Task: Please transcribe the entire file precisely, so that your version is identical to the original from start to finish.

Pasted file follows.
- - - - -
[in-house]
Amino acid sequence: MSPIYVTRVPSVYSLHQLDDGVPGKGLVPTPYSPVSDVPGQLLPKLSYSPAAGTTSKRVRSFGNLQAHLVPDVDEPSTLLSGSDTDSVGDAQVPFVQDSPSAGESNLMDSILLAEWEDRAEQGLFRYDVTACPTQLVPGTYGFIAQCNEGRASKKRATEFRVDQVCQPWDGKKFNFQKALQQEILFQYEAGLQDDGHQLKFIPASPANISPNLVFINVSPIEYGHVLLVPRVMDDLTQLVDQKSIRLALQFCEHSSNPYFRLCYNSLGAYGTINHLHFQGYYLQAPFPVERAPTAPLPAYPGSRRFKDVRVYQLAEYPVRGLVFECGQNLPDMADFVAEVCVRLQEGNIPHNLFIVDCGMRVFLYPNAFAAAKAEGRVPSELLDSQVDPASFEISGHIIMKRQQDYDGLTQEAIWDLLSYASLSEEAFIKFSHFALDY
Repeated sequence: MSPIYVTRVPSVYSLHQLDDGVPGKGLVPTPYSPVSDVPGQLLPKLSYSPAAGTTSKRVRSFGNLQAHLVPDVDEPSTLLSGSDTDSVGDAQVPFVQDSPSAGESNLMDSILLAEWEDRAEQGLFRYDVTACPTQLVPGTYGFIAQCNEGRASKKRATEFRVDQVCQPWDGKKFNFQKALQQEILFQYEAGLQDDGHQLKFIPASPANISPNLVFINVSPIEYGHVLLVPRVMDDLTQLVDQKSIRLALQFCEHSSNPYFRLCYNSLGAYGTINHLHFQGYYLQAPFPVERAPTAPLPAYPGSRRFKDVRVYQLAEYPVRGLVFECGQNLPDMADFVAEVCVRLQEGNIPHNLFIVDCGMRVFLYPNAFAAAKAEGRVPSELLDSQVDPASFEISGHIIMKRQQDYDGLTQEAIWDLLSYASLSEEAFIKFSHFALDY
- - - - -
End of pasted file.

[in-house]
Amino acid sequence: MSPIYVTRVPSVYSLHQLDDGVPGKGLVPTPYSPVSDVPGQLLPKLSYSPAAGTTSKRVRSFGNLQAHLVPDVDEPSTLLSGSDTDSVGDAQVPFVQDSPSAGESNLMDSILLAEWEDRAEQGLFRYDVTACPTQLVPGTYGFIAQCNEGRASKKRATEFRVDQVCQPWDGKKFNFQKALQQEILFQYEAGLQDDGHQLKFIPASPANISPNLVFINVSPIEYGHVLLVPRVMDDLTQLVDQKSIRLALQFCEHSSNPYFRLCYNSLGAYGTINHLHFQGYYLQAPFPVERAPTAPLPAYPGSRRFKDVRVYQLAEYPVRGLVFECGQNLPDMADFVAEVCVRLQEGNIPHNLFIVDCGMRVFLYPNAFAAAKAEGRVPSELLDSQVDPASFEISGHIIMKRQQDYDGLTQEAIWDLLSYASLSEEAFIKFSHFALDY
Repeated sequence: MSPIYVTRVPSVYSLHQLDDGVPGKGLVPTPYSPVSDVPGQLLPKLSYSPAAGTTSKRVRSFGNLQAHLVPDVDEPSTLLSGSDTDSVGDAQVPFVQDSPSAGESNLMDSILLAEWEDRAEQGLFRYDVTACPTQLVPGTYGFIAQCNEGRASKKRATEFRVDQVCQPWDGKKFNFQKALQQEILFQYEAGLQDDGHQLKFIPASPANISPNLVFINVSPIEYGHVLLVPRVMDDLTQLVDQKSIRLALQFCEHSSNPYFRLCYNSLGAYGTINHLHFQGYYLQAPFPVERAPTAPLPAYPGSRRFKDVRVYQLAEYPVRGLVFECGQNLPDMADFVAEVCVRLQEGNIPHNLFIVDCGMRVFLYPNAFAAAKAEGRVPSELLDSQVDPASFEISGHIIMKRQQDYDGLTQEAIWDLLSYASLSEEAFIKFSHFALDY